Dr. Volsky is a member of the American Academy of Otolaryngology Humanitarian Efforts Committee. The authors have no funding, financial relationships, or conflicts of interest to disclose.
Version of Record online: 10 SEP 2012
Copyright © 2012 The American Laryngological, Rhinological, and Otological Society, Inc.
Volume 122, Issue 11, pages 2422–2427, November 2012
How to Cite
Volsky, P. G. and Sinacori, J. T. (2012), Global health initiatives of US otolaryngology residency programs: 2011 global health initiatives survey results. The Laryngoscope, 122: 2422–2427. doi: 10.1002/lary.23533
Podium presentation at the Triological Society Annual Meeting at COSM, General Otolaryngology Section, San Diego, California, U.S.A., April 21, 2012.
All work was performed at Eastern Virginia Medical School.
- Issue online: 25 OCT 2012
- Version of Record online: 10 SEP 2012
- Manuscript Accepted: 30 MAY 2012
- Manuscript Revised: 24 MAY 2012
- Manuscript Received: 26 MAR 2012
- World health;
- health-care disparities;
- developing countries;
- international cooperation;
- internship and residency;
- health policy;
The objectives of this work were to quantify the involvement of US otolaryngology residency programs in global health endeavors, identify goals and services provided, and determine the participation of residents and fellows.
Cross-sectional survey of US otolaryngology faculty.
A 10-point online questionnaire was distributed to 103 US otolaryngology residency program directors; all faculty involved in global health volunteerism were invited to participate.
Twenty-nine global health initiatives were represented. Most of the 24 residency programs involved (66%) had organized global health offices at their institutions; only 4% actually cooperated with these offices. Most often, only one attending (55%) was involved at each institution. Residents/fellows participated 65% of the time. Abroad, US otolaryngologists worked with freestanding hospitals or clinics (24%), American nongovernmental organizations (17%), academic centers (14%), and remote locations (14%). Most (96%) provided specialty surgical services, but some provided primary care (28%) and general surgical services (14%); 72% trained foreign surgeons. Most respondents (79%) reported that the clinical work done abroad was substantial enough for Accreditation Council for Graduate Medical Education (ACGME) standards. Only one fifth of respondents knew the name of the nearest otolaryngology training institution. Humanitarian aid was the most prevalent goal (100%), followed by resident/fellow exchange (45%) and faculty exchange (21%).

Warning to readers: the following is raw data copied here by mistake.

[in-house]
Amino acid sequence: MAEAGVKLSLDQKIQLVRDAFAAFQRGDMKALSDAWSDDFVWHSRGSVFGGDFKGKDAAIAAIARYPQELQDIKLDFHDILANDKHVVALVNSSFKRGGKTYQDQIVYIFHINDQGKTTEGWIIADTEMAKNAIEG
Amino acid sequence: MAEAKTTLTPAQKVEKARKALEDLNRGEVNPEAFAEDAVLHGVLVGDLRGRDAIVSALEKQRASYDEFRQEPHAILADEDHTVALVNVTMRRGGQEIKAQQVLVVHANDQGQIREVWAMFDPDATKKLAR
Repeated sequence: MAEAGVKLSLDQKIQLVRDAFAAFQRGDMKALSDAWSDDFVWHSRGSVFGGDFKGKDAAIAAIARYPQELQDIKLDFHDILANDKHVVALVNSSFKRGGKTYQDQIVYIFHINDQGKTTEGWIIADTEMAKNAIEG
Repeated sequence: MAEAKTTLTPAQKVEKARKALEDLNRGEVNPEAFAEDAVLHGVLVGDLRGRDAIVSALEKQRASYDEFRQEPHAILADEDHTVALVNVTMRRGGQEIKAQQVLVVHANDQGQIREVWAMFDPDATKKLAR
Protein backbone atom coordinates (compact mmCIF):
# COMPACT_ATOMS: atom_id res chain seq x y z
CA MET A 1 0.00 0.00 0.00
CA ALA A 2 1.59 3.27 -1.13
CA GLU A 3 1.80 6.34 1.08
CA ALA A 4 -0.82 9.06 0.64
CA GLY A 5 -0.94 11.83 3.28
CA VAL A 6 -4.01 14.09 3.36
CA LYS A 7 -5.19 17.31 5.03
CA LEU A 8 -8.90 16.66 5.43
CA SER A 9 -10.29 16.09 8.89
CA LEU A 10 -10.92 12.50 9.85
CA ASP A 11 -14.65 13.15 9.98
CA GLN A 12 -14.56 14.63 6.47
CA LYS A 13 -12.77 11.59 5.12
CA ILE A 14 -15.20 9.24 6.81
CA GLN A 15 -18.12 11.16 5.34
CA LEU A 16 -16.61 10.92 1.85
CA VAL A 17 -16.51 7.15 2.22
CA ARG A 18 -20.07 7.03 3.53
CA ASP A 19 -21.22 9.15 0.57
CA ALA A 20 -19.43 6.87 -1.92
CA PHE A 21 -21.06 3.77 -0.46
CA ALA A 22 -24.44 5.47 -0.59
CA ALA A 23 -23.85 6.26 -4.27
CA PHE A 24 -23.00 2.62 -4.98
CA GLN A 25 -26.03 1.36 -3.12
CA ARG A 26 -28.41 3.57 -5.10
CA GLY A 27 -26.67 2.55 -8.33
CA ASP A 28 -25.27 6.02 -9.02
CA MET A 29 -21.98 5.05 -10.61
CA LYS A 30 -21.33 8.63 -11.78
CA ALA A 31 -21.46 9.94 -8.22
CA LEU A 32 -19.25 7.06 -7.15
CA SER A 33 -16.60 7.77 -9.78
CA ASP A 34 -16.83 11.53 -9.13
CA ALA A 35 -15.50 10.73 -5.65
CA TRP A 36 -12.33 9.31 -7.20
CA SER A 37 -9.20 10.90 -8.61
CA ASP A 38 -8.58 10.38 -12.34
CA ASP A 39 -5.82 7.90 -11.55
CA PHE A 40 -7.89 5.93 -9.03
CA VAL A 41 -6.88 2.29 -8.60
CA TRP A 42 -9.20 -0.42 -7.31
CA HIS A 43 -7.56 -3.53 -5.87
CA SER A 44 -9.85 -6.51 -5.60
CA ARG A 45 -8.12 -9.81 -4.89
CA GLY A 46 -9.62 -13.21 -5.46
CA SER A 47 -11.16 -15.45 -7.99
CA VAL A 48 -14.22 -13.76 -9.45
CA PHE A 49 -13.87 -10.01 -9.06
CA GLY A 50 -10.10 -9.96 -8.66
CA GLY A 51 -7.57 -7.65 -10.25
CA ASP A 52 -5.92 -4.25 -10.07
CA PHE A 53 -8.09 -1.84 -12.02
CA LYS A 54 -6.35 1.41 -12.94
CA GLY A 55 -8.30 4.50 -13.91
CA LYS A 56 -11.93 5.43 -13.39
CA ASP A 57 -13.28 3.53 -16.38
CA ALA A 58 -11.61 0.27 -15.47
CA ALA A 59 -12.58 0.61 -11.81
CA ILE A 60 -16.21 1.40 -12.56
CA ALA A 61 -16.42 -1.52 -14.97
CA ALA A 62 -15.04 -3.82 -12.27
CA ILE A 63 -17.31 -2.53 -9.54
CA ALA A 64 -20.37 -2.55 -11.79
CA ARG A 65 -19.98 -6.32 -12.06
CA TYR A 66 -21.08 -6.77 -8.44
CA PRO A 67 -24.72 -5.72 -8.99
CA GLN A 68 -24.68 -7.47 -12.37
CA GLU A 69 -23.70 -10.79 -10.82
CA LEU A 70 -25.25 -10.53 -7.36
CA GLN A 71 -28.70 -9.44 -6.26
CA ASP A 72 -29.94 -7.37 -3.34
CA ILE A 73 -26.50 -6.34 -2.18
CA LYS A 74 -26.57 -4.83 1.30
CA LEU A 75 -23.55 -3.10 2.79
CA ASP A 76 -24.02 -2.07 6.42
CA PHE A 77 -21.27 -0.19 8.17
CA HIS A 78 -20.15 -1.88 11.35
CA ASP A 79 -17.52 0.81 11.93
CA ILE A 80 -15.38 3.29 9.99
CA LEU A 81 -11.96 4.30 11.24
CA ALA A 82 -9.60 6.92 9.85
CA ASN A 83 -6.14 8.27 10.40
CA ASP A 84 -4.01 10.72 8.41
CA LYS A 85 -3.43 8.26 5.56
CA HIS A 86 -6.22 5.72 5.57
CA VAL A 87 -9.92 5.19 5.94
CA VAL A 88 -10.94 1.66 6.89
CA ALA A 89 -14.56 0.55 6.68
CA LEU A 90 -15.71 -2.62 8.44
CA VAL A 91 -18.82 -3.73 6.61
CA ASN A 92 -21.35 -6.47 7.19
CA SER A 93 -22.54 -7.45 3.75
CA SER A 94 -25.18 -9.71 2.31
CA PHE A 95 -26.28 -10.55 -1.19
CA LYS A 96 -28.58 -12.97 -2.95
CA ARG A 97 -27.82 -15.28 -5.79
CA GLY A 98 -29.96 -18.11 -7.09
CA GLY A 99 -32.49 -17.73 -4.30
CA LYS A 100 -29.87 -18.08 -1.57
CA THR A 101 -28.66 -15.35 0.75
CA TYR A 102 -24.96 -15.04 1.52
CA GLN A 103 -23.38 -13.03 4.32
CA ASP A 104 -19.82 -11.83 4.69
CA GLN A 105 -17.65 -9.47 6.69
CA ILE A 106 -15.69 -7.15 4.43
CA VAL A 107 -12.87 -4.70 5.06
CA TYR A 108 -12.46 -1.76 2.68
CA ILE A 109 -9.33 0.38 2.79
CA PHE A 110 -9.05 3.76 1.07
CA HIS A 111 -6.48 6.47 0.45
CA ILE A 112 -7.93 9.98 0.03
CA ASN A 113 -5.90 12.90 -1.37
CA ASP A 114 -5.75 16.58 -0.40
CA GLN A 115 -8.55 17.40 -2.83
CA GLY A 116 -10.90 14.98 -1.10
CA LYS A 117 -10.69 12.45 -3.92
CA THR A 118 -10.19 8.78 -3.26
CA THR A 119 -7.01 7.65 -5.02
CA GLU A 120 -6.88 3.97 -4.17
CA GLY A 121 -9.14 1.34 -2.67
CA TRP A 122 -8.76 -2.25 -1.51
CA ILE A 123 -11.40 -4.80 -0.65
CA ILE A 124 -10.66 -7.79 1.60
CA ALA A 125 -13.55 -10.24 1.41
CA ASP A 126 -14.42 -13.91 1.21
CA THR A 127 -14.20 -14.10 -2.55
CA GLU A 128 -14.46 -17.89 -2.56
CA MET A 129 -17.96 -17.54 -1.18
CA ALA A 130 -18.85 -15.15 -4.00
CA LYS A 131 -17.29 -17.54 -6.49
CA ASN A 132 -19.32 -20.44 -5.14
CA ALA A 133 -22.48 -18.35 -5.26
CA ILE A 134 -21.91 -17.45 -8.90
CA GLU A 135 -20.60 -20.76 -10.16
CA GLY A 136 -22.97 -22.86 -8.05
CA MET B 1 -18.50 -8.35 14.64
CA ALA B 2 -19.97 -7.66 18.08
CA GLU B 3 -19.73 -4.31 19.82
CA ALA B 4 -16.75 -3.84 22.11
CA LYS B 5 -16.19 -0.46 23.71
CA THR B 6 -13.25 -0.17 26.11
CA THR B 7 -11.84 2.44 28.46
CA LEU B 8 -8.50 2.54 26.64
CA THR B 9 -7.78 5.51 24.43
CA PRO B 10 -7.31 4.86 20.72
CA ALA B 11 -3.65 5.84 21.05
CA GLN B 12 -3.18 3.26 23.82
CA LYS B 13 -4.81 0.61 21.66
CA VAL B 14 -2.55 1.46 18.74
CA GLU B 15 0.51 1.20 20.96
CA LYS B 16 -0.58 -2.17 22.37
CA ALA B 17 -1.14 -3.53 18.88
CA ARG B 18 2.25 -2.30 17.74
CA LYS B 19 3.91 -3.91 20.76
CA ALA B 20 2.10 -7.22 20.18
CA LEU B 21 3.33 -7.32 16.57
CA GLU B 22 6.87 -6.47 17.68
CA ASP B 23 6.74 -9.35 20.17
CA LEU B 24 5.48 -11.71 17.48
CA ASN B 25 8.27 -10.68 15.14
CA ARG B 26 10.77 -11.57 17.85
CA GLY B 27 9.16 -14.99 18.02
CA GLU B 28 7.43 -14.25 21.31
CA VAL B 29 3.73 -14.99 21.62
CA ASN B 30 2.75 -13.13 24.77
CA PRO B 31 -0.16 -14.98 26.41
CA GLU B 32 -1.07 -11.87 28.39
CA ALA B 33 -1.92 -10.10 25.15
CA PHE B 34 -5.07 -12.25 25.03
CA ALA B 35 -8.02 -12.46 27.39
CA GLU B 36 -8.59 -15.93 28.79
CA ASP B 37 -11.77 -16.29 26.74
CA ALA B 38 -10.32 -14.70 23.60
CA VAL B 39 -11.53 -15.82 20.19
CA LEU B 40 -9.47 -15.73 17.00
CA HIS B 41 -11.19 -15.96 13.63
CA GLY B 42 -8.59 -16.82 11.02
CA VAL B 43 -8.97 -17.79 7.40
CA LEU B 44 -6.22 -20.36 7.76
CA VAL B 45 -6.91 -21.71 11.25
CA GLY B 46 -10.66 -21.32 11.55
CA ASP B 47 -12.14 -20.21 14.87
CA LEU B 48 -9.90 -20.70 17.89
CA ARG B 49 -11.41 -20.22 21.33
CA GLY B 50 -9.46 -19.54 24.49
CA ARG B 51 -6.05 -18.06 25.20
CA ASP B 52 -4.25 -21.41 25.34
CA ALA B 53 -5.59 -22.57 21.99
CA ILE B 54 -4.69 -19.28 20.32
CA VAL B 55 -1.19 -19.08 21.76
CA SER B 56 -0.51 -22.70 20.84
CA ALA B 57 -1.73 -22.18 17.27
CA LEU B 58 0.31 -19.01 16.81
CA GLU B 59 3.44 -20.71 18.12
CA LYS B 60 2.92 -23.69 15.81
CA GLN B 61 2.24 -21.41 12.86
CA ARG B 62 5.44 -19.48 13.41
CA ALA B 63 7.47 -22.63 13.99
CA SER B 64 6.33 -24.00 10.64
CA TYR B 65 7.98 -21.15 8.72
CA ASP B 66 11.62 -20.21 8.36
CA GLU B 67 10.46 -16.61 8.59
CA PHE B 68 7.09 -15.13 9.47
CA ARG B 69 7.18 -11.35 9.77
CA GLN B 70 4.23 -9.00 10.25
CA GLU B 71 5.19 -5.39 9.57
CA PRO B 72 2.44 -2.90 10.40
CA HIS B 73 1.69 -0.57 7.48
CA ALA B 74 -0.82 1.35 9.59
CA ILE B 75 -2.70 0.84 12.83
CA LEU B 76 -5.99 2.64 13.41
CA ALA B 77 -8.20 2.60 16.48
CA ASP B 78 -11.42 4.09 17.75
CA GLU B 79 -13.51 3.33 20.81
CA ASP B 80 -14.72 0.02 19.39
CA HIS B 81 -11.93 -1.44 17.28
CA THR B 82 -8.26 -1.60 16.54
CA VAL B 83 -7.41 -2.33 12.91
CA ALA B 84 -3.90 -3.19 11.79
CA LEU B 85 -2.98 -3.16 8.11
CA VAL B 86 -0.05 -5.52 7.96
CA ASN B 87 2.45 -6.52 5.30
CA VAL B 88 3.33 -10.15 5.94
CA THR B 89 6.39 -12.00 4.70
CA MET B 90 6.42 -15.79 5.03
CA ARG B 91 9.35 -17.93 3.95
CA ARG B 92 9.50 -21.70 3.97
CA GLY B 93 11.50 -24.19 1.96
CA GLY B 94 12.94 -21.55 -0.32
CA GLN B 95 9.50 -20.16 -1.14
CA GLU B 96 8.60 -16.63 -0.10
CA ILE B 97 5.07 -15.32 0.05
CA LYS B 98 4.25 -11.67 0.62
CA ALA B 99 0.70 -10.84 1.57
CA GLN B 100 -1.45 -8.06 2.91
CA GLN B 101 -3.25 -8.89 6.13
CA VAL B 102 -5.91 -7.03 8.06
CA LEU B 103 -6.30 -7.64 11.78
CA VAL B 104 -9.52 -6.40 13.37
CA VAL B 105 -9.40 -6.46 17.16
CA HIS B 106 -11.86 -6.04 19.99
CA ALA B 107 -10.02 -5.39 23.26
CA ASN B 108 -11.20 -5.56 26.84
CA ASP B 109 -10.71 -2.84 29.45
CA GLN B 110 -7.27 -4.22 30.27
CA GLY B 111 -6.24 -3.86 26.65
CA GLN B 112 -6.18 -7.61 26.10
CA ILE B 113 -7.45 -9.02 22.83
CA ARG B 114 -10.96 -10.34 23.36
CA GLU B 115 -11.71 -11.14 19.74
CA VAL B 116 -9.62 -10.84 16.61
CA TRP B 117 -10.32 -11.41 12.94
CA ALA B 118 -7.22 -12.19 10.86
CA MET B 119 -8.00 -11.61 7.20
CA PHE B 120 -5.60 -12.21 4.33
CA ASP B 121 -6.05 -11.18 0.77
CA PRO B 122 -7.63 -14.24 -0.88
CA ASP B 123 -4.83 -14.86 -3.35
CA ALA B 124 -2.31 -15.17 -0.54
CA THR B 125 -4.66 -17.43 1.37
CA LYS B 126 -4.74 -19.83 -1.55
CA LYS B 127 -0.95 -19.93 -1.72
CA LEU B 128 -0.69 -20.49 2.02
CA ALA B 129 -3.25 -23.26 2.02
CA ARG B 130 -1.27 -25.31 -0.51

At least a quarter of US otolaryngology residency programs engage in global health volunteerism. Most do not utilize institutional global health resources and are unaware of otolaryngology training programs abroad. There may be a role for global health education within the ACGME competency of systems-based practice. Laryngoscope, 2012